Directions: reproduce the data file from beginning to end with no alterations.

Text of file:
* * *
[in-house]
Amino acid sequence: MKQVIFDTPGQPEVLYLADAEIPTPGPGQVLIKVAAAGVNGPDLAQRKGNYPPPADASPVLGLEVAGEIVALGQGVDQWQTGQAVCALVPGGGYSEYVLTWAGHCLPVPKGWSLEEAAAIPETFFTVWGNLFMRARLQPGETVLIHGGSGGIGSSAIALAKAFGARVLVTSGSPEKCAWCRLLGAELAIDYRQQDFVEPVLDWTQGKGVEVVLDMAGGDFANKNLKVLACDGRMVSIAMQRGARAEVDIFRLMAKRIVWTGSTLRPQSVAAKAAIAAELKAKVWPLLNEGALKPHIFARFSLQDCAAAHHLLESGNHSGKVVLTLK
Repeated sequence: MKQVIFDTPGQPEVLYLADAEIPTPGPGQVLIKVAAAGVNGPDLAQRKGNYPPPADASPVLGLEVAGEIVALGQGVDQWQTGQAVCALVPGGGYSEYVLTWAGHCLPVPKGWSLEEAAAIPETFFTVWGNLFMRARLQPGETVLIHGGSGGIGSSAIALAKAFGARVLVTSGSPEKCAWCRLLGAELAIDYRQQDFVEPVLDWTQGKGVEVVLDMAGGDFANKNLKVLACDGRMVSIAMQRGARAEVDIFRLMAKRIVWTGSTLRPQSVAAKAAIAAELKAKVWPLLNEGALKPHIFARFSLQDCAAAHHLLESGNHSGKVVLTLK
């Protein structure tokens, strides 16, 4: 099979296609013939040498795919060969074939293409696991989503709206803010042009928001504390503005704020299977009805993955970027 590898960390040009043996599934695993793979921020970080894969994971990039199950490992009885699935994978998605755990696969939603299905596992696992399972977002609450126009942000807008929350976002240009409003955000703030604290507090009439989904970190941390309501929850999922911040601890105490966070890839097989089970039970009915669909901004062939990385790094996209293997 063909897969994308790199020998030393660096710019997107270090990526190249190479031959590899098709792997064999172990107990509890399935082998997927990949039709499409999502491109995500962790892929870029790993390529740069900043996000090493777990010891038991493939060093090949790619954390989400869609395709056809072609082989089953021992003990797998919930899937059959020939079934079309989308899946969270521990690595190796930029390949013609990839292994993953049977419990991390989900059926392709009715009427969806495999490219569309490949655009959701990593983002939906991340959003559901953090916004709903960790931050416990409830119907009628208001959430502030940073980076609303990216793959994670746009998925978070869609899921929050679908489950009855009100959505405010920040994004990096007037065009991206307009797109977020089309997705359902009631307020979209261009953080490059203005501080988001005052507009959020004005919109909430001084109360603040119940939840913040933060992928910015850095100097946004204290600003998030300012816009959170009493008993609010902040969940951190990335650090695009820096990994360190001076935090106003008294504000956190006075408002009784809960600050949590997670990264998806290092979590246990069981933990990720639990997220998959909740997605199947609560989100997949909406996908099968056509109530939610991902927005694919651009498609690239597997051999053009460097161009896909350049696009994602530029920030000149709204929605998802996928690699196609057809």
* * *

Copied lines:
[in-house]
Amino acid sequence: MKQVIFDTPGQPEVLYLADAEIPTPGPGQVLIKVAAAGVNGPDLAQRKGNYPPPADASPVLGLEVAGEIVALGQGVDQWQTGQAVCALVPGGGYSEYVLTWAGHCLPVPKGWSLEEAAAIPETFFTVWGNLFMRARLQPGETVLIHGGSGGIGSSAIALAKAFGARVLVTSGSPEKCAWCRLLGAELAIDYRQQDFVEPVLDWTQGKGVEVVLDMAGGDFANKNLKVLACDGRMVSIAMQRGARAEVDIFRLMAKRIVWTGSTLRPQSVAAKAAIAAELKAKVWPLLNEGALKPHIFARFSLQDCAAAHHLLESGNHSGKVVLTLK
Repeated sequence: MKQVIFDTPGQPEVLYLADAEIPTPGPGQVLIKVAAAGVNGPDLAQRKGNYPPPADASPVLGLEVAGEIVALGQGVDQWQTGQAVCALVPGGGYSEYVLTWAGHCLPVPKGWSLEEAAAIPETFFTVWGNLFMRARLQPGETVLIHGGSGGIGSSAIALAKAFGARVLVTSGSPEKCAWCRLLGAELAIDYRQQDFVEPVLDWTQGKGVEVVLDMAGGDFANKNLKVLACDGRMVSIAMQRGARAEVDIFRLMAKRIVWTGSTLRPQSVAAKAAIAAELKAKVWPLLNEGALKPHIFARFSLQDCAAAHHLLESGNHSGKVVLTLK
């Protein structure tokens, strides 16, 4: 099979296609013939040498795919060969074939293409696991989503709206803010042009928001504390503005704020299977009805993955970027 590898960390040009043996599934695993793979921020970080894969994971990039199950490992009885699935994978998605755990696969939603299905596992696992399972977002609450126009942000807008929350976002240009409003955000703030604290507090009439989904970190941390309501929850999922911040601890105490966070890839097989089970039970009915669909901004062939990385790094996209293997 063909897969994308790199020998030393660096710019997107270090990526190249190479031959590899098709792997064999172990107990509890399935082998997927990949039709499409999502491109995500962790892929870029790993390529740069900043996000090493777990010891038991493939060093090949790619954390989400869609395709056809072609082989089953021992003990797998919930899937059959020939079934079309989308899946969270521990690595190796930029390949013609990839292994993953049977419990991390989900059926392709009715009427969806495999490219569309490949655009959701990593983002939906991340959003559901953090916004709903960790931050416990409830119907009628208001959430502030940073980076609303990216793959994670746009998925978070869609899921929050679908489950009855009100959505405010920040994004990096007037065009991206307009797109977020089309997705359902009631307020979209261009953080490059203005501080988001005052507009959020004005919109909430001084109360603040119940939840913040933060992928910015850095100097946004204290600003998030300012816009959170009493008993609010902040969940951190990335650090695009820096990994360190001076935090106003008294504000956190006075408002009784809960600050949590997670990264998806290092979590246990069981933990990720639990997220998959909740997605199947609560989100997949909406996908099968056509109530939610991902927005694919651009498609690239597997051999053009460097161009896909350049696009994602530029920030000149709204929605998802996928690699196609057809």